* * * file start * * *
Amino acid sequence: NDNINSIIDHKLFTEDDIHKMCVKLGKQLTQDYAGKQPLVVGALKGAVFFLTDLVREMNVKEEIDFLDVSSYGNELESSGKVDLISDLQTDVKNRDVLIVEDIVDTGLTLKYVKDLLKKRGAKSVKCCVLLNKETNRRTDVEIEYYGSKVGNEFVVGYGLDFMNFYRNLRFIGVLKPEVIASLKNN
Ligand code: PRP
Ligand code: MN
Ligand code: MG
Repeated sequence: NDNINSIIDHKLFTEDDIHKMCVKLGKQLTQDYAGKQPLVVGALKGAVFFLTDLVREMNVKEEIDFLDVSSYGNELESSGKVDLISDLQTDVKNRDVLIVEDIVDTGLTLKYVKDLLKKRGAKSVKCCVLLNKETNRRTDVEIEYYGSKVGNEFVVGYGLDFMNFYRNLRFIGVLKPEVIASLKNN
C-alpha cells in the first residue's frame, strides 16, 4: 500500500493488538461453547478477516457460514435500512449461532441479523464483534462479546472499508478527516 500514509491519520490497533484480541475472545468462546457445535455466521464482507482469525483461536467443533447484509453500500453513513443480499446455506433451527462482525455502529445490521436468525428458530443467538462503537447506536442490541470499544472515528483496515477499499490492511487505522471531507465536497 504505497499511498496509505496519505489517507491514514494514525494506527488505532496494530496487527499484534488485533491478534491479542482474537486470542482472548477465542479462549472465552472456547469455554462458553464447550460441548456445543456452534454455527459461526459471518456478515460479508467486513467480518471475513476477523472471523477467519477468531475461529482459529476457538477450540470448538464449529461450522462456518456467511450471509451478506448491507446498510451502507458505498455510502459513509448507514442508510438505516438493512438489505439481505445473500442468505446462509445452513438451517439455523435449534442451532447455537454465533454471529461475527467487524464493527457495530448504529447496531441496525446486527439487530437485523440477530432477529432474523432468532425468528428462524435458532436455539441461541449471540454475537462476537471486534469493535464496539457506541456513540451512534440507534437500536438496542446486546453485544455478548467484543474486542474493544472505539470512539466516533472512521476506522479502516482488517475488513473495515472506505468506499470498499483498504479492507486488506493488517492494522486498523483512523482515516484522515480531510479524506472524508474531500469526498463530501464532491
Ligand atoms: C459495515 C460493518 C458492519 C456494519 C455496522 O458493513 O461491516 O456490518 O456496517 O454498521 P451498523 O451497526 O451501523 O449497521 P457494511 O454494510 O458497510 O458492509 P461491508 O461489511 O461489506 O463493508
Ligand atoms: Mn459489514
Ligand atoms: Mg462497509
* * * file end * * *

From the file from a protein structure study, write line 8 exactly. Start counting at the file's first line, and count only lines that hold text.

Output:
Ligand atoms: Mn459489514